Medical is a pain in the ass. My file had my immunization record in it and I still got shots that I had already received. What's nice though is apparently when they take the 6 (7 depending on rate) vials of blood, they can find out what you already have had. That's what I heard while I was there at least. I didn't get ALL of the shots, but I definitely got more than I probably should have. If you were hardly ever vaccinated as a kid, the most shots you'll get a day were like 7 or 8. They're split into 2 days for a total of around 16 shots.
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Old 05-17-2017, 07:54 PM   #9
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Medical is a pain in the ass. My file had my immunization record in it and I still got shots that I had already received. What's nice though is apparently when they take the 6 (7 depending on rate) vials of blood, they can find out what you already have had. That's what I heard while I was there at least. I didn't get ALL of the shots, but I definitely got more than I probably should have. If you were hardly ever vaccinated as a kid, the most shots you'll get a day were like 7 or 8. They're split into 2 days for a total of around 16 shots.
They did titers for my class. People needed anywhere between 2 and 12 shots depending on what their blood showed immunity to.

*OCS not RTC, but titers save the navy money, so they *should* do them everywhere
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Old 05-18-2017, 06:47 AM   #10
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They did titers for my class. People needed anywhere between 2 and 12 shots depending on what their blood showed immunity to.

*OCS not RTC, but titers save the navy money, so they *should* do them everywhere
Ah, so that's what that's called. I think that's a pretty cool method personally. I felt bad for the recruits that had to get every shot though. Poor souls.
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Old 07-05-2017, 11:13 PM   #11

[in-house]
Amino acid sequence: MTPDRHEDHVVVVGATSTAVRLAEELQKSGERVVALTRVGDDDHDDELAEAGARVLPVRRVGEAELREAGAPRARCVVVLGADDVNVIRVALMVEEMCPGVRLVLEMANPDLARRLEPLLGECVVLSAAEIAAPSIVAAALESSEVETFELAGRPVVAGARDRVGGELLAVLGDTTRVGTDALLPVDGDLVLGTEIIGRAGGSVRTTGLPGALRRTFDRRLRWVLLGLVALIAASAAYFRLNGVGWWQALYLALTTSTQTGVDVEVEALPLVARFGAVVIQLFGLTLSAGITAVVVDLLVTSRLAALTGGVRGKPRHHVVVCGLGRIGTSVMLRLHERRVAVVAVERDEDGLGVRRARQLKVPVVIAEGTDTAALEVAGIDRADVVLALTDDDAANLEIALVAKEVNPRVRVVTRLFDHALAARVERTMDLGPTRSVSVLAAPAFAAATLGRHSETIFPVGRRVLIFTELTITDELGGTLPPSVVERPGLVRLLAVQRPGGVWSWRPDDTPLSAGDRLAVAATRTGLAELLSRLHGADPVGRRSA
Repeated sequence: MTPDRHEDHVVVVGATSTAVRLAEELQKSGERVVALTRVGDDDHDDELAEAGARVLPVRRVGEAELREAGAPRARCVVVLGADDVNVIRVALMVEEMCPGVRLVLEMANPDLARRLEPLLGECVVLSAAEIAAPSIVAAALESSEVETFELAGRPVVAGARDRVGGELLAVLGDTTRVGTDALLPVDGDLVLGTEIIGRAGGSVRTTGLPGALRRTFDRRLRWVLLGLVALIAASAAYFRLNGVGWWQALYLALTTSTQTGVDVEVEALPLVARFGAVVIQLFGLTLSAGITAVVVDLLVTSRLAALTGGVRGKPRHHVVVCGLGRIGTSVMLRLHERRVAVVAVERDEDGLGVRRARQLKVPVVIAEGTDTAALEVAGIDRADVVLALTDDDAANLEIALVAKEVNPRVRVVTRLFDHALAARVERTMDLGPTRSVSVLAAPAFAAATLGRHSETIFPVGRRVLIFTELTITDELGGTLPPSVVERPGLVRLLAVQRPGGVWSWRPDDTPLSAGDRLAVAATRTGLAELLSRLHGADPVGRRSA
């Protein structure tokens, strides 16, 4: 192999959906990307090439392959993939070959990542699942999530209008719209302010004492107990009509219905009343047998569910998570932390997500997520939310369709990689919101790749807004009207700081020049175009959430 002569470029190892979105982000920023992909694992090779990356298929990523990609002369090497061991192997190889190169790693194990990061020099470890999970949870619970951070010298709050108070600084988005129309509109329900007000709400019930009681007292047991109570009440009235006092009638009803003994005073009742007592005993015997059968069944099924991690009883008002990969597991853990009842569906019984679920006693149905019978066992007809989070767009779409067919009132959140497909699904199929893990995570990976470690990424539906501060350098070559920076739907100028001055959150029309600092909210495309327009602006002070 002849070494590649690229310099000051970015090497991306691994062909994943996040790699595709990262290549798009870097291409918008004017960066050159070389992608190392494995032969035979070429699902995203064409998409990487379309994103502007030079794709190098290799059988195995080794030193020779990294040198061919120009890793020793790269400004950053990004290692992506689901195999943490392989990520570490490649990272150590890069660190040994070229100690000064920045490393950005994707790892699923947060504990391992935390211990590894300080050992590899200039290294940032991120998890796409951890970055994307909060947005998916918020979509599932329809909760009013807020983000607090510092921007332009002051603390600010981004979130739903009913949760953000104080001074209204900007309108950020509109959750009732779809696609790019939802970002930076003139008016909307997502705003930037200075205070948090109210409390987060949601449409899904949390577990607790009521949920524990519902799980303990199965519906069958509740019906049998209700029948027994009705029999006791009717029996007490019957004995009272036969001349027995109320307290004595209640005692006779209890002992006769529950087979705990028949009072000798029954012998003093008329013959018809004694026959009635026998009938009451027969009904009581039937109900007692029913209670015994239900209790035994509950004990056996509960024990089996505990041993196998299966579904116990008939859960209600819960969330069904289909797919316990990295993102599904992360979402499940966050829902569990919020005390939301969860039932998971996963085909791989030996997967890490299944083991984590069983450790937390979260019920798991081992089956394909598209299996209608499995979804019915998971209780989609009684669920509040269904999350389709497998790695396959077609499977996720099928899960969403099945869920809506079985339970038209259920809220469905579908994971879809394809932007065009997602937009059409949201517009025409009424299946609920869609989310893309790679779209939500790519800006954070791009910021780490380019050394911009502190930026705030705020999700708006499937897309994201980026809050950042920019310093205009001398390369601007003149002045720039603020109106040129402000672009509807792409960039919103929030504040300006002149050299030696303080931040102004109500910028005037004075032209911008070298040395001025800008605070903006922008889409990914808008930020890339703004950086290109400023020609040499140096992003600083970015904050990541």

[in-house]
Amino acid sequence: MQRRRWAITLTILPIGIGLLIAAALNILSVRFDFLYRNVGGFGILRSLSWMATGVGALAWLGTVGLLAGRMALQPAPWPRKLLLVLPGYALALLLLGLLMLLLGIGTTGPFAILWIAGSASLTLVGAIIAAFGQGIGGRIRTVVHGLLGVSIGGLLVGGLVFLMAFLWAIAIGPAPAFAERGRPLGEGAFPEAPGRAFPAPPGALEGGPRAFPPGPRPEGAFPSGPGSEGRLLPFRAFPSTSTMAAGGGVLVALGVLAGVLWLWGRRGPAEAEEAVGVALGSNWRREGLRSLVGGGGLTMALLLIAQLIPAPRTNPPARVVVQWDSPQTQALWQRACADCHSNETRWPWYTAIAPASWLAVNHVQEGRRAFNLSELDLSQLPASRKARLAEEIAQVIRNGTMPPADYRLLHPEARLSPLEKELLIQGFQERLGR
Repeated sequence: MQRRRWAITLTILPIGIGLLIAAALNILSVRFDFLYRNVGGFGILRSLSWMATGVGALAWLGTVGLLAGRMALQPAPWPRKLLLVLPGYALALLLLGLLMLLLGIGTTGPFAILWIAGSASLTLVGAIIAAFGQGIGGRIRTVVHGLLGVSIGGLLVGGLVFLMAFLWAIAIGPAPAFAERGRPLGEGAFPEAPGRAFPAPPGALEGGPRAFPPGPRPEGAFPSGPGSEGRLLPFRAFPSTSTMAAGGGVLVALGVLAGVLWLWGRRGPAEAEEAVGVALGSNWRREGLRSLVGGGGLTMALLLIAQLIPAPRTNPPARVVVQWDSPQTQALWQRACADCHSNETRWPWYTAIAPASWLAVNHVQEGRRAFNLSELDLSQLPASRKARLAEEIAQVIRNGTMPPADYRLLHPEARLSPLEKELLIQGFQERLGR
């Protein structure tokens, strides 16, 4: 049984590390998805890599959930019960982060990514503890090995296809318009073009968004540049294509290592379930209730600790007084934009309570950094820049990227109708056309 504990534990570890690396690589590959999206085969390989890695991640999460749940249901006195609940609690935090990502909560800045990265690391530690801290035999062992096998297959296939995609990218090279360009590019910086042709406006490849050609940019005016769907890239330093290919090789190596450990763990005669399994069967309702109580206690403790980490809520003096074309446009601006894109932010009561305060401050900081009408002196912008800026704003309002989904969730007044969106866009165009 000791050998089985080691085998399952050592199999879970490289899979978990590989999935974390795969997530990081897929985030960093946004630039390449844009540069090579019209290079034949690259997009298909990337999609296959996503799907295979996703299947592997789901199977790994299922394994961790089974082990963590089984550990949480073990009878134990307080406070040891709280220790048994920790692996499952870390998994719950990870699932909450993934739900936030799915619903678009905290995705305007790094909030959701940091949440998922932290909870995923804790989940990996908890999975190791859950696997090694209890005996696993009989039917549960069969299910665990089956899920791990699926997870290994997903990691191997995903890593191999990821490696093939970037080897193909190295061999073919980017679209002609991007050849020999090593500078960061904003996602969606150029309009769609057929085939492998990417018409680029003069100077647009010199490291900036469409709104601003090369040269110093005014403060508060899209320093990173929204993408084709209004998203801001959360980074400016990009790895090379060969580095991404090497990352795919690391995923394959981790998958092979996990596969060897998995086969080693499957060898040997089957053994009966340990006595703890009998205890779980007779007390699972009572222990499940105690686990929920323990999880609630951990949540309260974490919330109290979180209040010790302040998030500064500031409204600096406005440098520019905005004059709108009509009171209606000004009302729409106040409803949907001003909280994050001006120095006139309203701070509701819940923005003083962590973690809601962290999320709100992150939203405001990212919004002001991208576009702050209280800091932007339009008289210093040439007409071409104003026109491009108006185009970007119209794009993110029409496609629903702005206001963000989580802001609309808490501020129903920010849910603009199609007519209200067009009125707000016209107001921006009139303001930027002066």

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So glad to hear that it went well. I'm 29, married with kids and was able to choose the rate I wanted and am shipping out at the end of the year. And I absolutely cannot wait to get started.

I was wondering since you joined married and with kids, that you may be able to offer some insight on how that is, now that you are out of your school.

I'll be at A and C school in Virginia for over 6 months and my husband and I are considering them waiting to move with me until I have my permanent duty station. That way my husband can continue with his work and get ready to hopefully be able to work remotely and so the kids are not having to move and get settled in multiple schools in one year.

So my questions are:
1. Did your family move with you to your A school?
2. Do you live in the barracks in this circumstance or are you able (or should you even consider) getting a small place of your own so your family can stay with you when they come to visit.
3. How has it been being separated from your family during boot (and after)
4. How is it acclimating to the navy being older and coming in at a lower enlisted rank?

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Old 07-06-2017, 09:19 AM   #12
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First, I'm in the reserve so after A school I just went home. There's no PCS for me. My family stayed at home while I was in A school. My wife has a good job so it didn't make sense to risk her job when I was just going to come home. I lived in the barracks while at A school. But I knew several folks that had their families come with them and were able to live off base. If your family comes with you that's definitely the best choice. But if your school is short it might be more financially beneficial to live at the barracks until you get stationed somewhere. I was away from my family for just shy of 7 months. It was difficult. On the one hand, I missed them and it's hard to parent when you're 1,000 miles away. On the other hand, I made a lot of friends and spent a lot of time hanging out with them. That caused some unforeseen problems for me. My wife wasn't too keen on me being friends with a bunch of 19 year olds.... Coming into the Navy at 38 years old and an E2 was extremely difficult to get use to. In fact, it sucked. I've had a ton of life experience and know myself quite well. I know how the world works and I know how to get things done. But, I had LPOs that were 20 years younger than me telling me what to do and how to do it. It was pretty annoying. Now that I'm established at a command and attached to a unit my LPO, LCPO, and CO know that I'm a hard worker and that I'm not an idiot so it goes a little smoother these days. Boot camp and A school are pretty difficult for older folks. But that's not the Navy. Once you're through with training you'll find that for the most part the Navy is laid back. I have friends that are chiefs, senior chiefs, and even a master chief. One of my best buddies is LTJG, and I have a sort of mentor that's a Captain. They're not yelling at me and ordering me around. They're my friends. That's not something you'll experience during your initial active duty for training. But it's definitely possible once you're in the fleet. Being older takes a little getting used to, but overall it's not that bad. Just don't be a dirtbag and everything will go well with you in the Navy.